I find that practicing with a metronome is challenging at first for most students. It seems like a simple and easy task: simply play with the click. For some reason, as hard as people try, that darn metronome seems to speed up and slow down. “Why can’t it stay steady?!?”
When it gets frustrating to play with your metronome, don’t succumb to the temptation of turning it off. Practicing effectively with a metronome is a mark of a true musician and in some ways will be one of the most important skills you develop.
Here are some principles to follow for effective metronome work:
Have Specific Tempos for Everything
- Use a metronome for each part of your warmup
- Long Tones (Quarter Note = 60)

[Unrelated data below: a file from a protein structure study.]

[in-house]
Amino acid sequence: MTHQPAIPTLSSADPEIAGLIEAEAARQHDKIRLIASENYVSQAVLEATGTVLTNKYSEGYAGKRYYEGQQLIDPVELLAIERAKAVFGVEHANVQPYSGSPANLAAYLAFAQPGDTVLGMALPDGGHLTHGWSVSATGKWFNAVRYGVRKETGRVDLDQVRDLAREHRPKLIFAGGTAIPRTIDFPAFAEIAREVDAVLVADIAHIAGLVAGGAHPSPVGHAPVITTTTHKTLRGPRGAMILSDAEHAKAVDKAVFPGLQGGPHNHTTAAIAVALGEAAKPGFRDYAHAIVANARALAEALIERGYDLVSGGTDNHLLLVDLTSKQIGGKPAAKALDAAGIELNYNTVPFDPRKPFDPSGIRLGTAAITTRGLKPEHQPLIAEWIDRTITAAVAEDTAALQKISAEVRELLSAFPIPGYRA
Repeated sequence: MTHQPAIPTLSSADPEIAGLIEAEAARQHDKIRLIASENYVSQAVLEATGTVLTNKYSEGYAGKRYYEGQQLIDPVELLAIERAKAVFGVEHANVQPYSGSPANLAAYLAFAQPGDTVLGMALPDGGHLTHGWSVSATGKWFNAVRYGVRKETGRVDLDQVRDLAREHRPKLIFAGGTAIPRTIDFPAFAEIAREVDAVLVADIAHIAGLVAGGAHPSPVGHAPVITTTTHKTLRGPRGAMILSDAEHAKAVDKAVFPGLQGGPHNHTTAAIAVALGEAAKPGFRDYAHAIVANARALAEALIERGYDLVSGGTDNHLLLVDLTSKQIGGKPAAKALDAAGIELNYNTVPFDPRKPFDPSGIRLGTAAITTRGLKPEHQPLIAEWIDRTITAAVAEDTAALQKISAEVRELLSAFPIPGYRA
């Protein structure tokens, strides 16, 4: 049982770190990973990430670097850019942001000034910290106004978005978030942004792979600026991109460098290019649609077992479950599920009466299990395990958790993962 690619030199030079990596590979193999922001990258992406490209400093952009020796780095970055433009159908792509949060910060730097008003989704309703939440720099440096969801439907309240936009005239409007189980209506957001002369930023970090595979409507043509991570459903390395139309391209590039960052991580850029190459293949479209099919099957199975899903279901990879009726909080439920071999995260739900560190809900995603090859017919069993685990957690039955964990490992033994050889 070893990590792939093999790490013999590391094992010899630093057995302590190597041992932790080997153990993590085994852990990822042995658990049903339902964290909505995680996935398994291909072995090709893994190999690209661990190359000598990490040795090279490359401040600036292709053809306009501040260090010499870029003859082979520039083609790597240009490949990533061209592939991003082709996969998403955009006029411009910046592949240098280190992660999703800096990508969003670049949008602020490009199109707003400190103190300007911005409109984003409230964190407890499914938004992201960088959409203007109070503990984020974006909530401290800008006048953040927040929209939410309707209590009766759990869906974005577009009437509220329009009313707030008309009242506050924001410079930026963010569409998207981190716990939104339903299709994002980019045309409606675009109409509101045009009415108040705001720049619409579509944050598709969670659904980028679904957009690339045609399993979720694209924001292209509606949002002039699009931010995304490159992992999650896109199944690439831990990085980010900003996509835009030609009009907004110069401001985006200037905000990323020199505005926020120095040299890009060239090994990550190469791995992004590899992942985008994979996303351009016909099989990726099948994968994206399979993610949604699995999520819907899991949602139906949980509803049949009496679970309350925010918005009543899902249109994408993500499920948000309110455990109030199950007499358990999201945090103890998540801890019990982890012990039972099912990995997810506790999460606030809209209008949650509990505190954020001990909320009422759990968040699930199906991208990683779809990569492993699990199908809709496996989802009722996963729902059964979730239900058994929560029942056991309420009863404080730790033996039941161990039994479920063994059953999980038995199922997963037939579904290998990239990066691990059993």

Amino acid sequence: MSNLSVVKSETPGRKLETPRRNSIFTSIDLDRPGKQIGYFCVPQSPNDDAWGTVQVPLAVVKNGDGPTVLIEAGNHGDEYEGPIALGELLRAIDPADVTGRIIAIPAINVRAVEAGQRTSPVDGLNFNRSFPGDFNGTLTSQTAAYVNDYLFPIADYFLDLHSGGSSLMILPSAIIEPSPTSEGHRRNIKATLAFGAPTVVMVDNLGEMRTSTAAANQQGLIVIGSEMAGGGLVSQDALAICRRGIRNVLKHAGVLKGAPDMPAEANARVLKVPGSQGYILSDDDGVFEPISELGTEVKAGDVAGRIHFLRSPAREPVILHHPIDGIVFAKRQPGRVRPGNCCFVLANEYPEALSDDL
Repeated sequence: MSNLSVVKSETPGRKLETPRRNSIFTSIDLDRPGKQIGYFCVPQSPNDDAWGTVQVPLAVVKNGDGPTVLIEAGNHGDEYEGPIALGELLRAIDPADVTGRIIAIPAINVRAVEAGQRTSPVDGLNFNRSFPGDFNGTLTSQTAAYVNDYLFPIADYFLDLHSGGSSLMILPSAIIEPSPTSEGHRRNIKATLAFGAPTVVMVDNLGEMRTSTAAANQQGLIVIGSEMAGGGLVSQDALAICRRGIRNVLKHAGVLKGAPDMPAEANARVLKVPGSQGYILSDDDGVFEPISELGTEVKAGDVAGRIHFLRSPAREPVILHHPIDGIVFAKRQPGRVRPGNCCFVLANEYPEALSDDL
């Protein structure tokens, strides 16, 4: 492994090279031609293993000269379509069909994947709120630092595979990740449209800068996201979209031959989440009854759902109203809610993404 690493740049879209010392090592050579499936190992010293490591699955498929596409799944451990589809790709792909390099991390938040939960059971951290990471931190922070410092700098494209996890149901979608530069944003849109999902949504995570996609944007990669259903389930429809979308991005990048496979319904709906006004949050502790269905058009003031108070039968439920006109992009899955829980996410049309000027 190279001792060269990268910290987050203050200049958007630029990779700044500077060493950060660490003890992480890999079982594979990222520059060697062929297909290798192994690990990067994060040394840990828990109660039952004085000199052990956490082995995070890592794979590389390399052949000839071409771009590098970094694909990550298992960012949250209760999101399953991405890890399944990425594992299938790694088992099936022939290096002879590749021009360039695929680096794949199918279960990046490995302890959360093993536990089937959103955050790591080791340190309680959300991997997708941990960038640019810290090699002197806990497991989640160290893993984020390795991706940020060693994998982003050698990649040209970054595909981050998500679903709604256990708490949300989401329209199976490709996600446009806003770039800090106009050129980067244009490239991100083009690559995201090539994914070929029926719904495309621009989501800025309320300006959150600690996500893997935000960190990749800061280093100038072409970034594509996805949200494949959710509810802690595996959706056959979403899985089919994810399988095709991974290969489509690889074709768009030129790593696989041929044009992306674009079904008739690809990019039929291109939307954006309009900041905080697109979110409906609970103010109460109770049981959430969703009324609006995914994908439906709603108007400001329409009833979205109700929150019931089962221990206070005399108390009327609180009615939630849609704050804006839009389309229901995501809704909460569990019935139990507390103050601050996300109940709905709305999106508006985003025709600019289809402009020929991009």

- Scales, Arpeggios, Thirds (Quarter Note = 88, 126)
- Articulation, Langenus Pg. 22 (Quarter Note = 104, 112, 120, 132, 144, etc…)
- Use an 8th-note subdivision instead of a quarter-note pulse only. This will help you develop very even fingers and prevent you from rushing in between the beats.
Go Up 4 Clicks At A Time
- Using a metronome is the key to speeding up technical passages. Don’t try to go too fast too soon. Increase the tempo by multiples of four. Each increase in tempo will not seem much faster than the one previous. Before you know it, you will be playing the passage at tempo.
Practicing Asymmetrical Meters (5/8, 7/8)
- In order to practice asymmetrical meters, you need to use a constant subdivision. Put the metronome on 8th notes, or 16th notes if necessary. Don’t give up by turning the metronome off.
I am also a believer in foot tapping. The metronome can help you internalize the pulse. Tapping your foot correctly, in time, and with a metronome will help later when it is time to perform without the constant click.
Make sure you purchase a metronome that is loud enough to hear and has options for subdivisions, like the Dr. Beat above.
Remember, Don’t Keep The Doctor Away!